Hey Guys! Glad to see you here. I welcome you on board. In this tutorial today, I’m going to share the Analog PIR Sensor Library for Proteus. We have already shared the digital PIR Sensor Library for Proteus V1.0. Moreover, you should also check the latest version of PIR Sensor Library V3.0. If you don’t know what is PIR sensor, you must read this post first where I’ve briefly discussed the Interfacing of PIR sensor with Arduino.
PIR (Passive Infrared Sensor) also known as a motion sensor, is used to detect motion using infrared rays. It is used in banks for security purposes. It can detect the presence of a person by identifying their motion inside. Similarly, it is used in home automation where it detects the movement in the room, giving a signal we need to turn on the light because there is someone in the room. And when there is no motion detected, it turns off the light.
Analog PIR Sensor Library for Proteus is not available in the Proteus Library Database, and I’m sharing it, for the very first time. If you’re a regular reader of our blog, you might have read the new libraries we shared previously, if you haven’t, you can first have a look at Arduino Library for Proteus where you’ll get a hold of a simulation of Arduino Board in Proteus.
I’ll be sharing both: simple simulation in proteus and simulation of PIR sensor with Arduino Board. Besides Arduino Boards, you can also interface this analog PIR sensor with PIC and 8051 microcontrollers.
If you feel, we are missing something important that must be included in the proteus library, share your valuable suggestion in the section below. If you’re new to proteus software, check this post on how to download and install proteus software. Let’s discuss the Analog PIR Sensor Library for Proteus. Keep reading.
Analog PIR Sensor Library for Proteus
Click the link given below and download Analog PIR Sensor Library for Proteus.
As you download the library, it comes with four files that are:
Now copy all these files mentioned above and place them into the library folder of your Proteus software.
- Click ‘P’ (Pick from Libraries) as below and search for the PIR sensor analog.
- It will pop up four files of the PIR analog sensor as mentioned below.
- Place all these four files in the proteus workspace. As you place them, it will appear as follows:
- I have added four PIR Analog Sensor files in the proteus workspace that you can use as you like better.
- These sensors are the same in terms of working but they all come in different colors just to make them attractive.
- The first one appears in berylline color, the second one is green, the third is red and the fourth one is blue.
PIR analog sensor contains four pins as follows:
- Vcc = This is a voltage supply pin where we apply 5V to power the sensor
- O = second is the OUT pin where we get the output of the PIR sensor indicating whether or not this PIR sensor has detected the motion.
- G = third is the ground pin which is attached to the ground voltage.
- TestPin = forth is TestPin we need to add in Proteus simulation only. You won’t find this pin mounted on the sensor in real. We have to add this pin because without this pin we cannot detect the motion in proteus simulation. When this TestPin is HIGH it shows the motion is detected and when it is LOW it shows no movement.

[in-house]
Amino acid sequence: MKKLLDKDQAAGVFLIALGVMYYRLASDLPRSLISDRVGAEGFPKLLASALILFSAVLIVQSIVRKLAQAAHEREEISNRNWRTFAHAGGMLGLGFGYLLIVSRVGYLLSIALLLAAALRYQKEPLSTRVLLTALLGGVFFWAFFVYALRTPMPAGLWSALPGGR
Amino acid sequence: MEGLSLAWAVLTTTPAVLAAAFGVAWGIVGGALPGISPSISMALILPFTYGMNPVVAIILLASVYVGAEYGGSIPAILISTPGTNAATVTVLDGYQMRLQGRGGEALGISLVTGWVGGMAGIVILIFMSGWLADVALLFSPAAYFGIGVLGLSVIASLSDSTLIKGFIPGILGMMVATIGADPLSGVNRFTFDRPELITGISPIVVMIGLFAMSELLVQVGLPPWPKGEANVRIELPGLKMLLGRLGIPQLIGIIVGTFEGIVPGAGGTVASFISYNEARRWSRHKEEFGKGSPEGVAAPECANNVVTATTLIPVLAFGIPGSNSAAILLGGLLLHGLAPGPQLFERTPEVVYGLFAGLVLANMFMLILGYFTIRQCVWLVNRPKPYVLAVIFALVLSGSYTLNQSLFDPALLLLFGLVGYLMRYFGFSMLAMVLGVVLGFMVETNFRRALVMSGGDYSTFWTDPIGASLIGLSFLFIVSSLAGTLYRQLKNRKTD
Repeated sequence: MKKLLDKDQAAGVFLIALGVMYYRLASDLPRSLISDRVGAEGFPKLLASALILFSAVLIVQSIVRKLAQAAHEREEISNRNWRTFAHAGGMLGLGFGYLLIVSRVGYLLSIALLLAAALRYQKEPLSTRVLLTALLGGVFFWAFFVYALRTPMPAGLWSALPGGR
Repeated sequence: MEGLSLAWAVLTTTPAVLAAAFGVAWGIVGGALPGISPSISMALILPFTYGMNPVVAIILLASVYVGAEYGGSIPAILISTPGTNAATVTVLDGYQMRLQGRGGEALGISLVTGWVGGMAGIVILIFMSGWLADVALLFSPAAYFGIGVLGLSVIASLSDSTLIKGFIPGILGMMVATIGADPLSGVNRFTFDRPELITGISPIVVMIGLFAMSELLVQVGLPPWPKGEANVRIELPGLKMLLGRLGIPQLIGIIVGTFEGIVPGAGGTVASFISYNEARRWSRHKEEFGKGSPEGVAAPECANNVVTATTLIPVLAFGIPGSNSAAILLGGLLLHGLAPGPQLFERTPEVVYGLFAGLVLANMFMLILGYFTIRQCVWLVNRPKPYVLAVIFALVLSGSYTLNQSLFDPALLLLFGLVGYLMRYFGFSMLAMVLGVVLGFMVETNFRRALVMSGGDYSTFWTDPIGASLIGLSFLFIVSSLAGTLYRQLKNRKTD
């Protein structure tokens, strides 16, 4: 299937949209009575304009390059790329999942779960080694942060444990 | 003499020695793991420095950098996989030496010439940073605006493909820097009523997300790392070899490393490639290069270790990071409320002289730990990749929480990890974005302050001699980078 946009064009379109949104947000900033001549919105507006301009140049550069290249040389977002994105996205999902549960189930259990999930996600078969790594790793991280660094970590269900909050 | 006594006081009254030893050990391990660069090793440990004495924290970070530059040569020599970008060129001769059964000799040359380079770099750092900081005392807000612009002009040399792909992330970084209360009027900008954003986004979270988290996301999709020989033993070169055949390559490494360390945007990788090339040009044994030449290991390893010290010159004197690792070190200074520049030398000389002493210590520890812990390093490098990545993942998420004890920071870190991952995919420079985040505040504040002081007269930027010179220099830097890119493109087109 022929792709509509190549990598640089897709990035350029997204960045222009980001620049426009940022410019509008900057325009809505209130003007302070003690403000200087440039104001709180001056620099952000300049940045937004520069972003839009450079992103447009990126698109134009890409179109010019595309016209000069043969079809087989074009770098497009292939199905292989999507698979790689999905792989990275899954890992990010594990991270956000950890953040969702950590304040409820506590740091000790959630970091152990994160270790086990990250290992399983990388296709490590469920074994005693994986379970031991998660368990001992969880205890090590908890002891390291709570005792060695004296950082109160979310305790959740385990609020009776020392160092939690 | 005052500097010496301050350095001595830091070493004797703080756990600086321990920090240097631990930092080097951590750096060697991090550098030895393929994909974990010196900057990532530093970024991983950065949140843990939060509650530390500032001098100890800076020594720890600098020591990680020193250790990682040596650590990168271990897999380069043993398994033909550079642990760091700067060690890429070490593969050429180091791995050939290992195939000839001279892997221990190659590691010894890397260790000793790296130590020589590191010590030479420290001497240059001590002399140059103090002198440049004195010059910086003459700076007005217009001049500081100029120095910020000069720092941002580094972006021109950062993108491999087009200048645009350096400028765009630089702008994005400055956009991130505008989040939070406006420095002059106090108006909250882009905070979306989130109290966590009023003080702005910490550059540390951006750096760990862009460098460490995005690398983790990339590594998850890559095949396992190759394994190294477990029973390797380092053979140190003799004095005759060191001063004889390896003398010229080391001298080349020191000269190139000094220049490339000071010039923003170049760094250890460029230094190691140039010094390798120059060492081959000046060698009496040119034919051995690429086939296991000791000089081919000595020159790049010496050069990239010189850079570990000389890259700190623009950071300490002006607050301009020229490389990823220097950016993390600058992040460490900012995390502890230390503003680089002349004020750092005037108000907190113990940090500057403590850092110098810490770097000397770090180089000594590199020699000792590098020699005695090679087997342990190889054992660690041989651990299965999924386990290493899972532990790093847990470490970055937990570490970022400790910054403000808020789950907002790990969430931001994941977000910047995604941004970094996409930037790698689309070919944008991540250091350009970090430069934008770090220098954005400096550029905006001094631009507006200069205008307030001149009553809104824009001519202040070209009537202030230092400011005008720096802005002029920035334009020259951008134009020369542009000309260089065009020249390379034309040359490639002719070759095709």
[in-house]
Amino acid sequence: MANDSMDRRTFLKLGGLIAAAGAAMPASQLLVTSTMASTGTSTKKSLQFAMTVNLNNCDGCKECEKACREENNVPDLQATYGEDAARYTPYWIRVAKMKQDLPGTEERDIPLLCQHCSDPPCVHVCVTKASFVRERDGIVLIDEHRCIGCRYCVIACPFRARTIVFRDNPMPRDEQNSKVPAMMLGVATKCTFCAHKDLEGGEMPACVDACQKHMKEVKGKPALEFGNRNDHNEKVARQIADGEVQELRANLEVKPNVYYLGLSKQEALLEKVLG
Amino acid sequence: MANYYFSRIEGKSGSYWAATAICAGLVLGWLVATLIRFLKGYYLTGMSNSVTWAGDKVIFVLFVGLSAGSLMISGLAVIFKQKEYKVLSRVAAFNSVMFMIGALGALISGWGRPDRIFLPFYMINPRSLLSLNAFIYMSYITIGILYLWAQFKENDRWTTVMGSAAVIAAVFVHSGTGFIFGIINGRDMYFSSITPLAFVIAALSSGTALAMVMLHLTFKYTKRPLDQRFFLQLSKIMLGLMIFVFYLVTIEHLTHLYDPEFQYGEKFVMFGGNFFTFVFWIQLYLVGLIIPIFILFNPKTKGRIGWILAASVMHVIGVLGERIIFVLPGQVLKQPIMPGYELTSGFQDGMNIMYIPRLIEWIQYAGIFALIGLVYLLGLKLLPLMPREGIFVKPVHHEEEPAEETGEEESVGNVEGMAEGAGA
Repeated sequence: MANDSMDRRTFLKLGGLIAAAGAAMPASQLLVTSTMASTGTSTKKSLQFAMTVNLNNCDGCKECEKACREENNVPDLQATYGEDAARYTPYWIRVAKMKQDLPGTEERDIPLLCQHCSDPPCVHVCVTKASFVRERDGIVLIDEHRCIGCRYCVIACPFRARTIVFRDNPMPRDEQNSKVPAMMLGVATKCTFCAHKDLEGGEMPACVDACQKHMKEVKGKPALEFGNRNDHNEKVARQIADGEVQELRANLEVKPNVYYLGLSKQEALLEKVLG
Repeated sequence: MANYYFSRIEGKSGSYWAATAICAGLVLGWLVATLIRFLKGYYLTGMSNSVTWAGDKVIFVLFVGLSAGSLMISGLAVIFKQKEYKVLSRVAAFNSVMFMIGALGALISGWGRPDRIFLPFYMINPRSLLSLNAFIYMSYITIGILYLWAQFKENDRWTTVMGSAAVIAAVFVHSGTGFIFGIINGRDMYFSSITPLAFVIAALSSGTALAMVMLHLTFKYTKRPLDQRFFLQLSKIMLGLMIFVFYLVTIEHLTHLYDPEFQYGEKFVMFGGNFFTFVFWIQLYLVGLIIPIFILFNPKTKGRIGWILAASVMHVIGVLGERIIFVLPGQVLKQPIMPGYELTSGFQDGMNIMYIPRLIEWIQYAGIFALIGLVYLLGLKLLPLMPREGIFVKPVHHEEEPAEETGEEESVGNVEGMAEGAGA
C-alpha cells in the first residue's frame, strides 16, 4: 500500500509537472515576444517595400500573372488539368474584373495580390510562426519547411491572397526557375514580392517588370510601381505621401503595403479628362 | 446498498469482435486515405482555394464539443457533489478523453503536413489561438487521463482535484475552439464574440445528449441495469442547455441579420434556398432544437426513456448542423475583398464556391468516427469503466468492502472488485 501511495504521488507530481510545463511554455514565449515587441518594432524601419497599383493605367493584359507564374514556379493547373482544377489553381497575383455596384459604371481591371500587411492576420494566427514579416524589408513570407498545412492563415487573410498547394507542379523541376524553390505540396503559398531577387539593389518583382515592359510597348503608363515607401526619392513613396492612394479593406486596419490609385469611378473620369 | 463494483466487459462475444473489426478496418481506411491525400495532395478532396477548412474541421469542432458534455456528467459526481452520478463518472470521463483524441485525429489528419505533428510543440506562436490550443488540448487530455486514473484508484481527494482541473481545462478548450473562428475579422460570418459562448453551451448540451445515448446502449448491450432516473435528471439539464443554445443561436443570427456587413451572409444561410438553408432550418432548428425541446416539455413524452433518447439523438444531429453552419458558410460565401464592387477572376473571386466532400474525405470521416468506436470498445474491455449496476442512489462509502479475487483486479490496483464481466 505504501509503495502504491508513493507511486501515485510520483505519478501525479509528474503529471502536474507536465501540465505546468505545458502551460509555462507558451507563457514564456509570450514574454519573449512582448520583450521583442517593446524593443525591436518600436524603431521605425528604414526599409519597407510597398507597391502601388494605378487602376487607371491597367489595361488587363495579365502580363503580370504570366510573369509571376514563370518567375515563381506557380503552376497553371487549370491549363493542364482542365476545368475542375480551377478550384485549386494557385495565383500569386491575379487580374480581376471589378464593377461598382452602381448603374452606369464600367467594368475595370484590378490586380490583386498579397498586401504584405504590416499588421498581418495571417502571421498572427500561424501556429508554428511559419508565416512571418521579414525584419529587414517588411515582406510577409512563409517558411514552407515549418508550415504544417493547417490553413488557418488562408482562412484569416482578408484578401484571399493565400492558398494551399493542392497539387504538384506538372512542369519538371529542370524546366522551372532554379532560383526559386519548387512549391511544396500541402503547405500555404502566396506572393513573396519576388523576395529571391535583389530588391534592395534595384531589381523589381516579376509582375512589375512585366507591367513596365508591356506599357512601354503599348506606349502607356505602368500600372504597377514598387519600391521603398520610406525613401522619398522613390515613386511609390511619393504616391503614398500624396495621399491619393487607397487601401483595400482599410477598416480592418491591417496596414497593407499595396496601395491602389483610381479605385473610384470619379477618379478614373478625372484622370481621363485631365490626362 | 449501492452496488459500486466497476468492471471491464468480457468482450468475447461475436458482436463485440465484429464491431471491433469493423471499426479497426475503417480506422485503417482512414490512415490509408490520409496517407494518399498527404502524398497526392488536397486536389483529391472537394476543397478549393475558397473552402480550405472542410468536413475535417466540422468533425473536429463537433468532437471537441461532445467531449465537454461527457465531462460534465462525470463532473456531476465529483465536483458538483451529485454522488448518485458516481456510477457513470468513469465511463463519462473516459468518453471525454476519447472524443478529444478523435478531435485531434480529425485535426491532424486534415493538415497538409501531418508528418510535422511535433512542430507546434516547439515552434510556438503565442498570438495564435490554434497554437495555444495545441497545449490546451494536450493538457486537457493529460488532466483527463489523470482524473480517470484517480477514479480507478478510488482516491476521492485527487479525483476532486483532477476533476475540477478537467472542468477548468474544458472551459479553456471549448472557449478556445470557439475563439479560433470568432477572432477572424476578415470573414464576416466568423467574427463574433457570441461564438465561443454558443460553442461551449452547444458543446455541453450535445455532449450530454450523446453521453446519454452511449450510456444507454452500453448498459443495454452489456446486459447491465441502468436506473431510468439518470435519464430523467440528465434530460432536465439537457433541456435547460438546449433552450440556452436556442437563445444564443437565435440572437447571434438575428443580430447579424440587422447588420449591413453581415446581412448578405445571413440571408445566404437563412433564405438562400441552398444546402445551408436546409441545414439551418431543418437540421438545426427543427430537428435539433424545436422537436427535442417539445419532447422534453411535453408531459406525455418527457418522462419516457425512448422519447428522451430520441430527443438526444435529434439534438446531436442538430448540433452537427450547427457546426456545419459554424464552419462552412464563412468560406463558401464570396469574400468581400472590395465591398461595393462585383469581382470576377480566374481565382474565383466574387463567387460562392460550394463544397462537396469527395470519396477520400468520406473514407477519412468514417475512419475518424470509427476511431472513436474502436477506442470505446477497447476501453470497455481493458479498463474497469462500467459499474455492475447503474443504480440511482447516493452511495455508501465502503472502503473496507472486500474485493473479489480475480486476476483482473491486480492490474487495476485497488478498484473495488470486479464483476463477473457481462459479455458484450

After adding these four files to the proteus workspace, we need to include the HEX file in the PIR sensor. You will find this PIRSensorAnalogTEP.HEX file in the library folder of your Proteus software.
- You can add the HEX file in two ways. Right-click the sensor and look for ‘edit properties’ or double-click the analog sensor.
- Now look for the HEX file that you have pasted in the library folder below.
- After adding this file, click ‘OK’ … now you’re done. You’ve added the HEX in the analog PIR sensor. You can now use this PIR sensor simulation in Proteus.
- We’ll design and attach a simple LC circuit with this PIR sensor to understand the working and simulation of the library of this sensor.
Attach the sensor’s analog output pin (O) with the LC circuit through a voltmeter using a voltmeter. Ground (G) pin and apply 5V to the (Vcc) voltage supply pin. Now connect the variable resistor with the TestPin, which will help identify the motion in the surrounding.
The value of this variable resistor is related to the voltage appearing across the voltmeter. When resistance is 100% the voltage appearing on the voltmeter will be zero which shows no motion detection and when resistance is 0% the voltage value across a voltmeter will be 4.97V as below, indicating the presence of motion. Both output voltage and resistance are inversely related to each other.
- We need to design and connect this LC circuit with the PIR sensor due to the peak-to-peak value we receive on proteus. This peak-to-peak value needs to be converted into Vrms using this LC circuit.
This is it. This is the proteus simulation of the PIR analog sensor. We treasure to announce we’ve added this new library to the proteus database for the very first time.
PIR Analog Sensor with Arduino UNO
- It’s time to connect the PIR Analog Sensor with the Arduino Board.
- To do this, we’ll connect the output voltage we get on the voltmeter with the analog input pin of the Arduino board.
- You should also have a look at PIR Arduino Interfacing.
- When resistance is maximum, the voltage will be zero, thus giving an equivalent analog value of 0019 and when resistance is zero, the voltage across the voltmeter is 4.98V and gives an equivalent 1019 analog value on the LCD attached with the Arduino Board.
- You can download LCD Library for Proteus, which I have used in the above simulation.
This is it for today. Hope you find this tutorial helpful. If you’re unsure or have any questions, you can pop your comment in the section below, I’ll help you the best way I can. Thank you for reading this article.